A destination that can never be reached,
A light you'll never find in another's face,
A sea whose distance cannot be breached
Well Jesus kissed his mother's hands
Whispered, "Mother, still your tears,
For remember the soul of the universe
Willed a world and it appeared."”
I was ready to sign up for the world according to Bruce church!
My sister’s fast song fetish was fed with Ramrod, a Bruce song that I don’t like. But this version, toned down with full acoustic guitar was great.
Land of Hope and Dreams is such a horrible song – I really hate it – so what, we’re all on train going to a land of hope and dreams. The E Street Band weren’t there so I don’t see why he felt the need to play it. I’m On Fire complete with slightly off key whistling provided my girly song portion of the night (I class 3 Bruce songs as “girly” – Tougher than the Rest, A Good Man is Hard to Find and Sad Eyes for no reason other than I find them incredibly romantic – don’t ask me why!)
But any anger at wasted setlist spots was dispelled by the Promised Land. Amazing – he used the guitar as a drum while playing the chord on the beat – it was fantastic – the Utah desert never seemed so close!
He finished with a cover of Suicide’s Dream. Don’t ask who Suicide are - some 70s band. My sister had tears in her eyes at this stage. I just had a list of possibilities for that spot…..but that’s Bruce and I would pay any money to see that concert again.
The 2 Bruce fans didn’t even have criticisms except for Reason to Believe – but I’ll gladly carry that torch alone!
I didn’t mean for this post to be this long but I just got carried away!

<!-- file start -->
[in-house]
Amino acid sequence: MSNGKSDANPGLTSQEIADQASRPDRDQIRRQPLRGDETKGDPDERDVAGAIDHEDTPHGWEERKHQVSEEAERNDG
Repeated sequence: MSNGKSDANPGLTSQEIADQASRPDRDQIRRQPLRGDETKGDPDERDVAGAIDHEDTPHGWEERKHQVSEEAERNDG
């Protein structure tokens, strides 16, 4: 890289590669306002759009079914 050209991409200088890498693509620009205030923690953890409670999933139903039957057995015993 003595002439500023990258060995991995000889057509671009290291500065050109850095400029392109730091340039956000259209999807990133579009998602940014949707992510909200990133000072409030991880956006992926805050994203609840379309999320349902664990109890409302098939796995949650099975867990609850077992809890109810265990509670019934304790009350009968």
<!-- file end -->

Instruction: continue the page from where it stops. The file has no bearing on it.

Thursday, May 19, 2005

Proper Order

From Overheard in Dublin which is well worth checking out. Some really funny stories.

"I was on the dart one day and these two girls were talking about one of their friends. Apparently she was walking through town one day and saw some guy wearing a Che Guevara t-shirt. She looked at it and says, "oh! I have his album!""

Wednesday, May 18, 2005

Kevin Myers Revisited

I haven't been blogging much recently due to exams and family crisis (let's just say I've too much personal experience of the recent spate of family hostage taking robberies).

Kay Hymowitz writes excellent social commentary in City Journal and this article from the WSJ revisits the terrority that Kevin Myers got slated for. Hymowitz reports research into the mindset of young poor women who embrace teen motherhood. It seems to be a vital piece of research that need to be examined in light of the growing trend of teen motherhood both here and in the UK.

"According to the authors, motherhood promises an enduring human connection in a world where trusting relationships are rare, and it gives women a social role whose value is only heightened by their difficult circumstances. In the minds of female ghetto dwellers, 'the choice to have a child despite the obstacles that lie ahead is a compelling demonstration of a young woman's maturity and high moral stature.' Many say that the birth of their child persuaded them to give up drugs or to stop 'running the streets.'"

Thursday, May 05, 2005

That Glittering Instrument - The Human Soul

Currently studying for exams (tommorrow!) - instead of studying per se I'm surfing the net.
This story is a such a hopeful story! Fireman's recovery stuns doctors - after being in a coma for 2 months and then spending the next 10 years blind and unable to speak or recognise anyone, Donny Herbert, a fireman who was injured severely in the course of his work has started talking to his family again.
The video clips of his family with him during his illness are so humbling and inspiring - his young sons interacting with him so naturally despite his many impairments is testament to the human spirit.
Again instead of studying I was re-reading East of Eden by Steinbeck at the weekend - this paragraph struck me for the first time and seems very appropiate -
"And I feel that I am a man. And I feel that a man is a very important thing—maybe more important than a star. This is not theology. I have no bent toward gods. But I have a new love for that glittering instrument, the human soul. It is a lovely and unique thing in the universe. It is always attacked and never destroyed—because "Thou mayest.""